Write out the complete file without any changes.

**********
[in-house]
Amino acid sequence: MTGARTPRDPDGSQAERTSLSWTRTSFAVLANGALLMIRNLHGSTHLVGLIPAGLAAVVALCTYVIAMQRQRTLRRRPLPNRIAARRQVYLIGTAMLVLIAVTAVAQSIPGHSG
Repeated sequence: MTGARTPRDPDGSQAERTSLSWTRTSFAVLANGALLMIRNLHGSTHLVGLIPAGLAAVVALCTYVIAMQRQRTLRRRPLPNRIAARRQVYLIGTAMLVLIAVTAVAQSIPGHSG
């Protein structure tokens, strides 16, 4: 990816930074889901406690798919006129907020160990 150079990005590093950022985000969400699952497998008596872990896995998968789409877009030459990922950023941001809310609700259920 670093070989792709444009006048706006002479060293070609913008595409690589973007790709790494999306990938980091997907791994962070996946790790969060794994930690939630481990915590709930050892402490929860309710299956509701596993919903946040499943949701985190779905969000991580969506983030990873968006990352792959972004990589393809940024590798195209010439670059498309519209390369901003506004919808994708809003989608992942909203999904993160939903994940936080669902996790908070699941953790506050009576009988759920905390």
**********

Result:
[in-house]
Amino acid sequence: MTGARTPRDPDGSQAERTSLSWTRTSFAVLANGALLMIRNLHGSTHLVGLIPAGLAAVVALCTYVIAMQRQRTLRRRPLPNRIAARRQVYLIGTAMLVLIAVTAVAQSIPGHSG
Repeated sequence: MTGARTPRDPDGSQAERTSLSWTRTSFAVLANGALLMIRNLHGSTHLVGLIPAGLAAVVALCTYVIAMQRQRTLRRRPLPNRIAARRQVYLIGTAMLVLIAVTAVAQSIPGHSG
């Protein structure tokens, strides 16, 4: 990816930074889901406690798919006129907020160990 150079990005590093950022985000969400699952497998008596872990896995998968789409877009030459990922950023941001809310609700259920 670093070989792709444009006048706006002479060293070609913008595409690589973007790709790494999306990938980091997907791994962070996946790790969060794994930690939630481990915590709930050892402490929860309710299956509701596993919903946040499943949701985190779905969000991580969506983030990873968006990352792959972004990589393809940024590798195209010439670059498309519209390369901003506004919808994708809003989608992942909203999904993160939903994940936080669902996790908070699941953790506050009576009988759920905390």